Tag Archives: Write Club

Chicago Live Lit Makes Books

Hotshot in the audienceIt’s a scene we all know. Some young hopeful needs a major pep talk backstage, because tonight, there’s a hotshot in the audience, someone who could catapult you to stardom overnight. Usually, the young hopeful is a wannabe movie star or rock star and the hotshot is a famous critic or music producer. But live lit has made it possible for us to imagine a future in which writers are discovered by publishers not just in slush piles, but also in bars, cafes, libraries, bookstores, and even concert venues. Whether or not this is even more improbable than the rock star fantasy, public storytelling is a great way to develop your writing chops—and it can sometimes lead to publication. Just take a look at these local kids who made good. Here are five books that grew out of live lit in Chicago.


BARE-KNUCKLED LIT: THE BEST OF WRITE CLUB | Edited by Lindsay Muscato and Ian Belknap | December 16, 2014

Bare-Knuckled LitI’m a religious fanaticism survivor. The church I grew up in, it was of the “God-hates-fags” variety and I’m a better, happier person for having escaped it. But there are things I missed: the ritual, ceremony, fellowship, and passionate language that can sometimes lead to a sense of spiritual transcendence. More than a decade later, I still felt the loss—until Write Club. For me, this live lit series is like church, only without the bigotry and intolerance. And Bare-Knuckled Lit, well, maybe I won’t go so far as to say it’s the Bible, but it’s a damn good book.

In it, founder, host, and “overlord” Ian Belknap lays out Write Club’s genesis story, rules, and mission in the introduction, training the unversed: each installment has three bouts of two opposing writers on two opposing topics. But, unlike most real ministers, Belknap quickly steps aside to share the pulpit with some of the best “combatants” who have graced the Write Club stages of Chicago, Atlanta, and San Francisco, each presenting a short, lucid, and compelling persuasive essay. Leaving out the photographs, sidebars, and pull quotes one might expect from a book about such a raucous, popular show, Bare-Knuckled Lit makes it clear that, in the end, like church, Write Club is about beliefs—only, the ones we figure out for ourselves.

— Reviewed by Alba Machado


UGLY GIRLS: A NOVEL | Written by Lindsay Hunter | November 4, 2014

Ugly GirlsPerry and Baby Girl are fake-ass thugs. They blast tough music; they joyride through their double-wide, poverty-saddled rural town in a stolen red Mazda; they are teenage girls who aim to raise hell.

Let me put it out there: as one of the nerdy, stay-in-at-night good girls these two despise, I was ready to hop in the backseat and blaze off after Lindsay Hunter’s partners-in-crime. But Ugly Girls is not a glorification of the wildchild days. This debut novel from one of the founding hosts of the now-defunct Quickies reading series struck me, beyond all else, as a study in claustrophobia, where every environment has its own chokehold—from prison walkways to truck stop donut stands to quarry drops—and each character rides out flight-or-fight instincts, looking, not always hopefully, for a way to get free.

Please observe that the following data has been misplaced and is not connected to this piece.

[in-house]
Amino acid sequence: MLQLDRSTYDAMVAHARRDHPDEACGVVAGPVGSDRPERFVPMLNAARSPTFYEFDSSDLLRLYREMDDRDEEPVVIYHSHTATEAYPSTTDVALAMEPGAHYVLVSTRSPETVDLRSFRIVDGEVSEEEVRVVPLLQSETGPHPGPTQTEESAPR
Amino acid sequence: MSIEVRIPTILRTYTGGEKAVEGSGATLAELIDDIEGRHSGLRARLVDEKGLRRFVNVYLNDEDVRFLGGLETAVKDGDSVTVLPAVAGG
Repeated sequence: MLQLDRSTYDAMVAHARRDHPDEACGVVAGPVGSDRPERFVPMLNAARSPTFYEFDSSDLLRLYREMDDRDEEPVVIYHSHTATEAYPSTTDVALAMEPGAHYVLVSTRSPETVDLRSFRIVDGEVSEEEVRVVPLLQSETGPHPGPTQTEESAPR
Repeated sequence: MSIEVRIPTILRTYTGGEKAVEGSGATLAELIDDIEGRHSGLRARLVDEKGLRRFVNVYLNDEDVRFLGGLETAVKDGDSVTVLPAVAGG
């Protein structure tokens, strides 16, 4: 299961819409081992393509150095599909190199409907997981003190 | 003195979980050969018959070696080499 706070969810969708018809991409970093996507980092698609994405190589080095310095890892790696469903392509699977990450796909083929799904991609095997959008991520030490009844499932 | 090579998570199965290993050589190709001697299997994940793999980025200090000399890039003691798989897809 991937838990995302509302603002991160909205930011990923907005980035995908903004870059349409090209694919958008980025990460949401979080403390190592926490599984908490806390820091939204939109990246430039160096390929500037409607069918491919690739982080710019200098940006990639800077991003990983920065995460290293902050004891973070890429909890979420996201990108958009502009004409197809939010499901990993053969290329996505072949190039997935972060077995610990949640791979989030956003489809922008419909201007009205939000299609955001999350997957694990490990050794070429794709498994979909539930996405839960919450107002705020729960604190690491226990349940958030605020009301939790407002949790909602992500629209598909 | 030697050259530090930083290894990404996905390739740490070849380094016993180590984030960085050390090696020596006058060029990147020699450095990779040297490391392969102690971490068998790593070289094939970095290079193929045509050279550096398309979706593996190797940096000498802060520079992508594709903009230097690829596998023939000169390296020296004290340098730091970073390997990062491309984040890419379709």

The prose combines gristly fragments and vicious dialogue; Hunter writes with a clammy realism and tough, punchy swagger I ate up in two sittings. She doesn’t deny it; the ugly girls are headed for disaster. But knowing that made the final lap of their race no less of a heartbreak—a violent, upsettingly abrupt ending that left me feeling, like Baby Girl, perturbed, itchy, and disgruntled. And maybe like I ought to try sneaking out my bedroom window some night.

— Reviewed by Jess Millman


ONCE I WAS COOL: PERSONAL ESSAYS | Written by Megan Stielstra | May 20, 2014

Once I Was Cool with BordersThere’s a certain intimacy inherent in this collection of personal essays. Honed, perhaps, from Megan’s time on the stage, where she stands, or sits, as comfortable as silk. But also in the way in which she opens the compendium of her life to show strangers: “This is who I am, and this is how I got here.”

For period of time—I don’t know how long it took to read Once I was Cool, I read slow, reread multiple essays, did everything in my power to prolong the experience of this book—I had this partner in crime. I was the passenger in the journey of her life. The Robin to her Batman, except with pants. The short-round to her Indiana Jones, except slightly taller, by like an inch—seriously I am so short. Megan made me feel like an important fixture in her life. This almost seems absurd to type, but the blend of her voice on the page with the structure of each essay made me feel as if we had always been friends.

After the last page had been read and the book was shut I found myself a little heartbroken.

— Reviewed (again) by Scott Eagan
(for his full review, see “The Power of Story“)


MEATY: ESSAYS | Written by Samantha Irby | Released October 1, 2013

MeatyI’m always a little confused whenever I read that Samantha Irby, Bitches Gotta Eat blogger and live lit performer, has only a cult following. That’s because I feel like everyone I know is a fan of Sam’s. But maybe I’m just lucky in my friends.

Irby wrote Meaty, a hilarious and poignant collection of essays in 2013 that is still cracking me up this year. I was turned onto her blog by fellow LC staffer, Alba Machado, a few years ago, and that was it for me—every week I hit up BGE for Irby’s multi-hued (and often ALL CAPS) posts covering everything from “manecdotes” to reading lists (she’s as much a hermit as a charmer).

She worked with Curbside Splendor on the raucous and bittersweet array of personal tales, including “My Mother, My Daughter,” the devastating story of caring for her mother from a young age. Meaty’s the culmination of years of shocking and awing on her blog and taking her incisive storytelling on the road: Irby has slayed at Write Club, and founded her very own live lit show, Guts & Glory, with Keith Ecker. It’s also raised the bar on personal narratives.